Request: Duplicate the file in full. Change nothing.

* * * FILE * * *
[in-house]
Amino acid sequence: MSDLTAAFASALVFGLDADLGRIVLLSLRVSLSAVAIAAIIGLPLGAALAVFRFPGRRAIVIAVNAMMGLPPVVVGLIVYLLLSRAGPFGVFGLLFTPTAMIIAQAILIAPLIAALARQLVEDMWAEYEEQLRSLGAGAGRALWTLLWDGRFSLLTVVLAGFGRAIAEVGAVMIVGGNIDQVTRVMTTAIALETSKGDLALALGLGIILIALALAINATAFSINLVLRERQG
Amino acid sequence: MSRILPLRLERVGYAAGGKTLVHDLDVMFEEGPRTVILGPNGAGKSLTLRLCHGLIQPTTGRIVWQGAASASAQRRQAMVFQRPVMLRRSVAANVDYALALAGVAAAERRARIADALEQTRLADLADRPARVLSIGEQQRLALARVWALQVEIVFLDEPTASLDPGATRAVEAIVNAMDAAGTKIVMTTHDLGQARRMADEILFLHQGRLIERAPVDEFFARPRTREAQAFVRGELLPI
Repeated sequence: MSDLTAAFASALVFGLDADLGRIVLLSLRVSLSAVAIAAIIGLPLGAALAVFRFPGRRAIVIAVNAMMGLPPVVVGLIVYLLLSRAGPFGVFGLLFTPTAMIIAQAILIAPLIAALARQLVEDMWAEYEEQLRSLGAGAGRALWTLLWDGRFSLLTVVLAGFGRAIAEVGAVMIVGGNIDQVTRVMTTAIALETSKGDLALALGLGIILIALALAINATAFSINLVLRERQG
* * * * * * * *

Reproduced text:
[in-house]
Amino acid sequence: MSDLTAAFASALVFGLDADLGRIVLLSLRVSLSAVAIAAIIGLPLGAALAVFRFPGRRAIVIAVNAMMGLPPVVVGLIVYLLLSRAGPFGVFGLLFTPTAMIIAQAILIAPLIAALARQLVEDMWAEYEEQLRSLGAGAGRALWTLLWDGRFSLLTVVLAGFGRAIAEVGAVMIVGGNIDQVTRVMTTAIALETSKGDLALALGLGIILIALALAINATAFSINLVLRERQG
Amino acid sequence: MSRILPLRLERVGYAAGGKTLVHDLDVMFEEGPRTVILGPNGAGKSLTLRLCHGLIQPTTGRIVWQGAASASAQRRQAMVFQRPVMLRRSVAANVDYALALAGVAAAERRARIADALEQTRLADLADRPARVLSIGEQQRLALARVWALQVEIVFLDEPTASLDPGATRAVEAIVNAMDAAGTKIVMTTHDLGQARRMADEILFLHQGRLIERAPVDEFFARPRTREAQAFVRGELLPI
Repeated sequence: MSDLTAAFASALVFGLDADLGRIVLLSLRVSLSAVAIAAIIGLPLGAALAVFRFPGRRAIVIAVNAMMGLPPVVVGLIVYLLLSRAGPFGVFGLLFTPTAMIIAQAILIAPLIAALARQLVEDMWAEYEEQLRSLGAGAGRALWTLLWDGRFSLLTVVLAGFGRAIAEVGAVMIVGGNIDQVTRVMTTAIALETSKGDLALALGLGIILIALALAINATAFSINLVLRERQG